World Cup 2006
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World Cup Draw 2006
By David Carter

The draw for the 2006 football World Cup was held in Leipzig Germany on December 9th 2005. This is the greatest sporting event on earth after the Olympic games and has been eagerly looked forward to. The 32 teams were allocated into 8 groups of four in a televised ceremony that was watched live in over one hundred and sixty countries. The top two teams in each group will progress to the straight knockout stages.

The first team drawn from the balls was England, could that be an omen, could they possibly end the tournament finishing first? Fifa had controversially seeded them second, due in part to their recent thrilling injury time win over the old foe, Argentina.

  • Group A consists of Germany, Costa Rica, Poland & Ecuador
  • Group B consists of England, Paraguay, Trinidad & Tobago, & Sweden
  • Group C consists of Argentina, Ivory Coast, Serbia & Montenegro, & Holland
  • Group D consists of Mexico, Iran, Angola, & Portugal
  • Group E consists of Italy, Ghana, the USA, & the Czech Republic
  • Group F consists of Brazil, Croatia, Australia & Japan
  • Group G consists of France, Switzerland, South Korea, & Togo
  • Group H consists of Spain, Ukraine, Tunisia, & Saudi Arabia

The matches kick off in Munich on June 9th and will last a month, the final being played on July 9th in Berlin.

While it is easy to look at the groups and pick the likely two qualifiers, we all know that is not how it will turn out. Memories are fresh of the failure of the holders France to progress from the group stage in 2002, dumped out after barely scoring a goal by the likes of Senegal.

The odds makers were quick to cut England’s odds slightly to 6/1 to win the tournament on the back of what looks like an easier group. There will be hundreds of millions of pounds traded on this event worldwide before the winners are known. You can still obtain a free £20 bet on by entering the promotional code 6CHE3VPWJ when prompted.

The favourites remain multi winners and current holders Brazil, but the usual suspects Italy, Holland, Spain, France, England, Argentina, & Portugal all have their enthusiastic followers. Don’t forget Germany too, for on their own soil they will be very hard to beat, even if on paper they do not have a great side this time. Trophies are never won on paper, and they will be there or thereabouts, they always are.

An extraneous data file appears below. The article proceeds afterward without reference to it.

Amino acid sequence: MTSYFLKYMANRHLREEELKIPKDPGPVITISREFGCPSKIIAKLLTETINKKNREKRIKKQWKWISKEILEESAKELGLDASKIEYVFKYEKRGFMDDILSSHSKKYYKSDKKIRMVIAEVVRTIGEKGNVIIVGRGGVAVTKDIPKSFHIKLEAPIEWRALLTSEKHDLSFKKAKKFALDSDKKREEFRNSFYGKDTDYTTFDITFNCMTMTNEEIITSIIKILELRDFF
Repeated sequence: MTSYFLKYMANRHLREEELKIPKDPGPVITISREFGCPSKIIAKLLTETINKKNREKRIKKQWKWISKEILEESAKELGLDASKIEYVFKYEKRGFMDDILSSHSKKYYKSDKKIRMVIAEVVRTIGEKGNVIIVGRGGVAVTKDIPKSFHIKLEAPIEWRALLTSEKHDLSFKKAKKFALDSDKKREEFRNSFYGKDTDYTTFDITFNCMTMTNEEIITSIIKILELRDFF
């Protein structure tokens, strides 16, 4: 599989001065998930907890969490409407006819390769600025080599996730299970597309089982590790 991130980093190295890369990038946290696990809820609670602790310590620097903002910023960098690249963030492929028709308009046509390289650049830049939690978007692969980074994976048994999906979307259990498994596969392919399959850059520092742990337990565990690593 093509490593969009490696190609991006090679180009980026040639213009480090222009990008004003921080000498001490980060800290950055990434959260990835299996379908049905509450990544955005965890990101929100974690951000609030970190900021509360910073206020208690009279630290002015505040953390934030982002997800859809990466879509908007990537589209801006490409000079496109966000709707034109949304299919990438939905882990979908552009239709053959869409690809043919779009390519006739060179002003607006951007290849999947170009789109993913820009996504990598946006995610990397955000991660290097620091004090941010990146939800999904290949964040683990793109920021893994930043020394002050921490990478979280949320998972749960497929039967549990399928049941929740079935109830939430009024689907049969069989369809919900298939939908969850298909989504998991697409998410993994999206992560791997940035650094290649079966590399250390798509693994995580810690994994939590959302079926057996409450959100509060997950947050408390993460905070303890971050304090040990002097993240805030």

Groups C & E look the toughest to qualify through. The African challenge is greater and possibly stronger than ever before despite their two most successful nations, Nigeria and Cameroon, failing to make it this time. Can the Asian countries, particularly Japan and South Korea, maintain the huge progress they made in 2002, although of course that was on home soil, and it will be interesting to see how Australia perform. They have qualified for the first time since 1974 and they did recently beat England, albeit in a friendly game where England played two different teams through the match. Most of the Australian players ply their trade in the English premiership, so they will know many of the other players well enough, and vice versa.

I must mention first time qualifiers Trinidad and Tobago, the smallest nation to make it to Germany, and how delighted they must have been to draw England. Their talisman and former European Cup winner Dwight York will lead his nation with great pride. Most of the T & T players play their football in the English lower leagues, but that will make them only a more dangerous opponent, and England will certainly not take them lightly.

It promises to be the greatest football tournament yet seen, and certainly more overseas supporters will travel to Germany than ever before. Provisional figures suggest that England will take over 100,000 supporters alone, and when you consider that at some grounds only 30,000 tickets will go on open sale, it promises to produce a mighty scramble for them. Holland, France and Italy will also take huge followings, as will the Czech Republic, Spain, Sweden and Poland. German hotelkeepers are in for a very busy summer.

England hope to do well, though deep down everyone suspects yet another Brazilian victory led by their flamboyant star Ronaldhino, but an England versus Brazil final would be an attraction worth seeing. That’s the hope in England for sure.

David Carter’s latest published work is SPLAM! Successful Property Letting And Management. Splam! contains over 240 pages of hints and tips on how to start your own property business on a limited budget, and how to successfully let residential property. You can view actual extracts of the book at and order a download or a hard copy at this site or you can go direct to the publishers at

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